In 2012, six couples in Columbus, Indiana began the African American Fund of Bartholomew County (AAFBC). As part of Heritage Fund—The Community Foundation of Bartholomew County, the AAFBC sponsors discussions and issues grants in five focus areas: health awareness, education, arts and culture, economic/career development, and leadership development.
“We wanted to support events and programs that help raise awareness about African-Americans and their contributions to the local community,” explained Tom Harmon, CEO of Harmon Group Companies, which includes Harmon Construction, Harmon Steel, and Taylor Bros Construction Inc.
“For example, we’ve collaborated with other organizations to bring in African-American performing artists for concerts, and we have worked with artists to feature their art in community spaces. We’ve provided scholarship support to African-American kids going to college, and supported leadership development programs and networking activities.
“In total, we grant out approximately $15,000 every year to support these activities and programs. We hope that number continues to grow as we grow our endowment.”
The AAFBC is bringing the national exhibit “The Soul of Philanthropy” to The Commons in downtown Columbus during the first full week of August (August is Black Philanthropy Month). The exhibit reframes portraits of philanthropy in an effort to showcase conscious giving for social change.
The national display will be married for a week with a local display, which will be showcased from August 5-30. The local display tells the stories of such individuals like corporate trailblazer Shirley Handley, former Cummins Inc. executive James Joseph, and church leader Bishop Charles Sims. The efforts of people who quietly went about the job of making life better for their fellow citizens are also told with glimpses into the lives of educators, ministers, business leaders, volunteers, and good neighbors.
Twenty individuals are honored in the exhibit, while an accompanying electronic slideshow highlights the efforts of many others.
The Columbus display will move to Indianapolis to become a permanent exhibit in the newly-renovated and refurbished Madame Walker Theater Center next year.
What does the AAFBC hope happens as a result of the displays? Harmon first emphasized the importance of raising awareness about the AAFBC’s activities: “We are one of two African-American funds in the state of Indiana, so it’s important to share the work that we’re doing and the impact that we’re having in this community,” Harmon said.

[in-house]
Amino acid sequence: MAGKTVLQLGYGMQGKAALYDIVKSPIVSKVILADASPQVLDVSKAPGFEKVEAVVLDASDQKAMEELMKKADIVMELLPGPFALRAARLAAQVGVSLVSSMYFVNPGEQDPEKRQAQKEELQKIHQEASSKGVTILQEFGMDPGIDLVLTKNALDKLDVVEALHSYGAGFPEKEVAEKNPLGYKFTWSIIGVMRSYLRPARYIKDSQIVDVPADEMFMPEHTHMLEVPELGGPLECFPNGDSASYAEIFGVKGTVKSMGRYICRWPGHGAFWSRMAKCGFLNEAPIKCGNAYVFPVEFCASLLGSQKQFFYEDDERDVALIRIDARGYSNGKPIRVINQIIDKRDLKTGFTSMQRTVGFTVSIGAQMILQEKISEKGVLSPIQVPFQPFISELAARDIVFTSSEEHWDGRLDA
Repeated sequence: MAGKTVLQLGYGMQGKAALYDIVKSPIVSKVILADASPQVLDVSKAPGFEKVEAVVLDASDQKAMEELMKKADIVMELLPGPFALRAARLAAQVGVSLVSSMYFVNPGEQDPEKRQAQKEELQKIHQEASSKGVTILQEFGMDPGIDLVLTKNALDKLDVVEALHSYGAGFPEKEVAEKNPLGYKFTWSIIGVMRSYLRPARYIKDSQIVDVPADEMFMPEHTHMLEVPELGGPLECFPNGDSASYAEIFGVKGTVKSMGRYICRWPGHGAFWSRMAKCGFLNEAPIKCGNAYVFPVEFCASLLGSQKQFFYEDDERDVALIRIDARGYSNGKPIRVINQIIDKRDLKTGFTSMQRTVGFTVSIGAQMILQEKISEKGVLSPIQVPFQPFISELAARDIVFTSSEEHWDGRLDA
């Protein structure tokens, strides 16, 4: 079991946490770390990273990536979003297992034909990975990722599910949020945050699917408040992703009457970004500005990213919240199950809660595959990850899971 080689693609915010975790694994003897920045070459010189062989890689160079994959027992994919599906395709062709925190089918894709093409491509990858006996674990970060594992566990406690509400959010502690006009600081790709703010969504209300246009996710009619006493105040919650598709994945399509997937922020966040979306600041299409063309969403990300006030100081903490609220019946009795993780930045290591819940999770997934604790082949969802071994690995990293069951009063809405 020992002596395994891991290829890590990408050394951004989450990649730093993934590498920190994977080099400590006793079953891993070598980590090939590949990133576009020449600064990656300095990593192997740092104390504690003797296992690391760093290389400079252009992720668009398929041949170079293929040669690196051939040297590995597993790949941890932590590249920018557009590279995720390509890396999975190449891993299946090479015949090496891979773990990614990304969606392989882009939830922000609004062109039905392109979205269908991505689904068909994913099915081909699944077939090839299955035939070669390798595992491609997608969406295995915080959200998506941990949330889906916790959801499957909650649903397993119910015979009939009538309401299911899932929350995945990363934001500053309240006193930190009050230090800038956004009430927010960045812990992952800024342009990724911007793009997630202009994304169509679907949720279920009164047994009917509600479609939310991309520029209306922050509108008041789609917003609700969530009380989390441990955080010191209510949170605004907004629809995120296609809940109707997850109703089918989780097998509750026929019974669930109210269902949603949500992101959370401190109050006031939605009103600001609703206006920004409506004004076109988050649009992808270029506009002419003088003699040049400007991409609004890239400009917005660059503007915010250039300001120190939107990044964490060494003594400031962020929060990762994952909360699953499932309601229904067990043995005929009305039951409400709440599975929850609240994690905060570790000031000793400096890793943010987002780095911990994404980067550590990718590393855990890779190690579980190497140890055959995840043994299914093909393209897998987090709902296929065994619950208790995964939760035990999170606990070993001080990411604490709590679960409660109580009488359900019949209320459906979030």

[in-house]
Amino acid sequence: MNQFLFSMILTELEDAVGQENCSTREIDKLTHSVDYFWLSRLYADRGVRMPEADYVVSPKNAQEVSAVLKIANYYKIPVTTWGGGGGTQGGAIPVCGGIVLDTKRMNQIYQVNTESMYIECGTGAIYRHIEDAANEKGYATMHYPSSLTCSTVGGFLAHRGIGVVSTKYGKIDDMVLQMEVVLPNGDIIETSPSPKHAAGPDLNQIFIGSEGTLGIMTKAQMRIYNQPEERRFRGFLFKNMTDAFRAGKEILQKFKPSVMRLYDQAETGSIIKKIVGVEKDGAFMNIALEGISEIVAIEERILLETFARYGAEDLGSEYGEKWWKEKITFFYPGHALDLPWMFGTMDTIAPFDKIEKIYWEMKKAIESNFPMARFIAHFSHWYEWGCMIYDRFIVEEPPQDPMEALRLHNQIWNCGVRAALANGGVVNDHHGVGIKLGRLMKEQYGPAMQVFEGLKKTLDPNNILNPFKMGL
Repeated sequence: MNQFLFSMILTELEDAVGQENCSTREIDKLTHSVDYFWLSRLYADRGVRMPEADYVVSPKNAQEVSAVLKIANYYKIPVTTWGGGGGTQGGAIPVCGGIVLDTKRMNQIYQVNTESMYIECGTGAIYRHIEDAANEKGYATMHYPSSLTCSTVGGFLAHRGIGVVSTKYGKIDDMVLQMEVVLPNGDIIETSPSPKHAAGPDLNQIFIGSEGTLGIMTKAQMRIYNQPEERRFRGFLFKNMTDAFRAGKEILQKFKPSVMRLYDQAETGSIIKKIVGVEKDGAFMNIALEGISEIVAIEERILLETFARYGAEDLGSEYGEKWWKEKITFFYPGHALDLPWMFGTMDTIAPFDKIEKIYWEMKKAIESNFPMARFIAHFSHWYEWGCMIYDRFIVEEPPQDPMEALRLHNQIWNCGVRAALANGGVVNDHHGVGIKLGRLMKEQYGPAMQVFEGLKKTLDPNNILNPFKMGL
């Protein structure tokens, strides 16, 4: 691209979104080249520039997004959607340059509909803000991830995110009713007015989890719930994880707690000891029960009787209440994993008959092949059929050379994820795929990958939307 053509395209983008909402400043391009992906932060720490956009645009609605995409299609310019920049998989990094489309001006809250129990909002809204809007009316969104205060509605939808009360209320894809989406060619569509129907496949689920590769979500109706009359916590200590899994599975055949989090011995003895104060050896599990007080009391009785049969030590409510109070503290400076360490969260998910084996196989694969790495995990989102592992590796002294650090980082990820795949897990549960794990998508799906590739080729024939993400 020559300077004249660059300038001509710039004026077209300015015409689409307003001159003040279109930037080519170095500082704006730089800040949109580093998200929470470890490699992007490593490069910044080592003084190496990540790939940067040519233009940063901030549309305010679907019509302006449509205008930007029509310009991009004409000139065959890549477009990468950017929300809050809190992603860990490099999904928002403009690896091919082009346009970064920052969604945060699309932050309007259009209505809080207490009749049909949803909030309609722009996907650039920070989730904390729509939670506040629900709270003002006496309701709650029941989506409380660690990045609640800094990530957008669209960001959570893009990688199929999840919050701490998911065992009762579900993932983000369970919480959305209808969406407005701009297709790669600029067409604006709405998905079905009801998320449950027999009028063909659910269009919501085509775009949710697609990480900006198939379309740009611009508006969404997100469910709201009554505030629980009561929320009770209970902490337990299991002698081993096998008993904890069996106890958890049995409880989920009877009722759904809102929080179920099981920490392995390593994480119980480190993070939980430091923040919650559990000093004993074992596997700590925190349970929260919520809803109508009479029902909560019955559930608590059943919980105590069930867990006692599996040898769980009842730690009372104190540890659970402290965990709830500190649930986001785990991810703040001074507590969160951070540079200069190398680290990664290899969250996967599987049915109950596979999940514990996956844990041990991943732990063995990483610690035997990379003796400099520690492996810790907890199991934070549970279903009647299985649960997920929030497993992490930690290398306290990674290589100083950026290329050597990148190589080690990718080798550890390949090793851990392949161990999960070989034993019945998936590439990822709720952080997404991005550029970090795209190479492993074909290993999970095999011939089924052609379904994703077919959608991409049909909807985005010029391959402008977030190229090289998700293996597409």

In addition, Harmon also stressed the importance of sharing the impact American-Americans have had on philanthropy overall.
“We give a lot in terms of time, talent, and treasure. We want to help educate people on what type of philanthropic action has been done in the past, as well as inspire them and give them ideas of what they can do in the future.
“It’s not always about writing a check; you can be a philanthropist in other ways.”
Harmon, president of the AAFBC, has taken the lesson to heart, inspiring his employees at Harmon Group to become involved and give back in the community. As a result of their own generous activities and contributions, employees expanded their various fundraisers over the years into a nonprofit called the Joy of Giving, which has raised over $500,000 to help its local community. The Harmon Group owners cover the cost of fundraising, so nearly 100 percent of the money raised can go directly to families in need.
“Similar to the display, we want to show that people in the community have been philanthropic for many years, whether it’s through their time, talent, or treasure,” Harmon said. “To illustrate that concept with the display, as well as through the work of the Mays Family Institute on Diverse Philanthropy, will help show that there are many ways that one can be philanthropic.”
A reception opening the exhibit will take place on August 4 from 4-6 p.m. near the “Chaos” sculpture in The Commons, 300 Washington Street, in Columbus, Indiana. This event is free and open to the public.